Lecht Road (SW #66) Bike Climb - PJAMM Cycling

2.6 mi
904 ft
5.5 %



Climbing Lecht Road by bike is an exceptional experience. This is #66 on Simon Warren's 100 Greatest Cycling Climbs (Britain) list and he writes that it is "a true monster of a climb through the heart of the Cairngorms, the road up to the Lecht Ski Centre is a simply stunning ride."  100 Greatest Cycling Climbs, A Road Cyclist's Guide to Britain's Hills, p. 117. 

In 2022, before our second extended trip to the UK to document hill climbs, Simon Warren provided us his lists of 10 Most Epic and 10 Hardest cycling climbs in Scotland, England, Wales and the UK.  Lecht Road is #4 on the Scottish Top 10 Epic Climbs list.  See also Top 10 Most Epic UK Climb page for photos, summaries and statistics for their respective top epic hill climbs. 
5.6% average grade (9.3% climb only - there is a 0.4 km -5.4% descent and a 0.7 at -3.27% descent on the climb).  28% of the "climb" is a descent, 18% is at 0-5%, 19% is at 5-10%, 26% is at 10-15%, and 9% is at 15-20%.  The steepest 500 meters is 14.7%.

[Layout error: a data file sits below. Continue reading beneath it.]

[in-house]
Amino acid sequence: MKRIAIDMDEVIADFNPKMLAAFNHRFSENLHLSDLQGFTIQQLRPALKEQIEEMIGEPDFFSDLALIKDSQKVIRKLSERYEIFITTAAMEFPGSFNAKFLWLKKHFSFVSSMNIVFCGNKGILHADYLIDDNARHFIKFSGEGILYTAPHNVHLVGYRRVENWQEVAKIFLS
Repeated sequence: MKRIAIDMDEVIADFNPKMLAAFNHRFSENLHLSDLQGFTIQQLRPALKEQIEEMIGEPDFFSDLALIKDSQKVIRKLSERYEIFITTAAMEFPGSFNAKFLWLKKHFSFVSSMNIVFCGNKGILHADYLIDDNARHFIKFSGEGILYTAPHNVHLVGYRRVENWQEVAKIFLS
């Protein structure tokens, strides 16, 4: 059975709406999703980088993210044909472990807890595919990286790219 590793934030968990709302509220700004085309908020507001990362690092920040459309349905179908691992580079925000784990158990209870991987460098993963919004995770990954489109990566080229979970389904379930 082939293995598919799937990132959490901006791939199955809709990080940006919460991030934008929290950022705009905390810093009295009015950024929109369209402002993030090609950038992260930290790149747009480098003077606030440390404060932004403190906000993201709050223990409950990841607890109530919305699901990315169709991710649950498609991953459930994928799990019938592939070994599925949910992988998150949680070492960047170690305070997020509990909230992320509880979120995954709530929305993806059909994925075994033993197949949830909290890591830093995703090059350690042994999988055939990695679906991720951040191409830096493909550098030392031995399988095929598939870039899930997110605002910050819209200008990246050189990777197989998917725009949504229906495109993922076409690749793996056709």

See more details and tools regarding this climb's grade via the “Profile Tool” button.
Roadway:  Wide two lane highway in good condition with no shoulder.

Traffic:  Light.

Parking:  Ask to park at the John Duffy Lodge at the start of the climb (Map; Street View) or Corgarff Viewpoint, 850 meters up the road from the start (Map). 
Provisions:  If open, the Lecht Ski Lodge at the finish of the climb.  Otherwise, Ballater 25 km south (Map).  
Before heading out on any cycling adventure check out our Things to Bring on a Cycling Trip and use our interactive check list to ensure you don't forget anything.
This is #66 on the 100 Greatest Cycling Climbs, Britain and is one of seven climbs in the Scotland section. Use the “Routes in Area” button on the menu bar to see other bike climbs in the region.  



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Cycling Lecht Road

Ride 2.6 miles gaining 904’ at 5.5% average grade (8.4% climb only).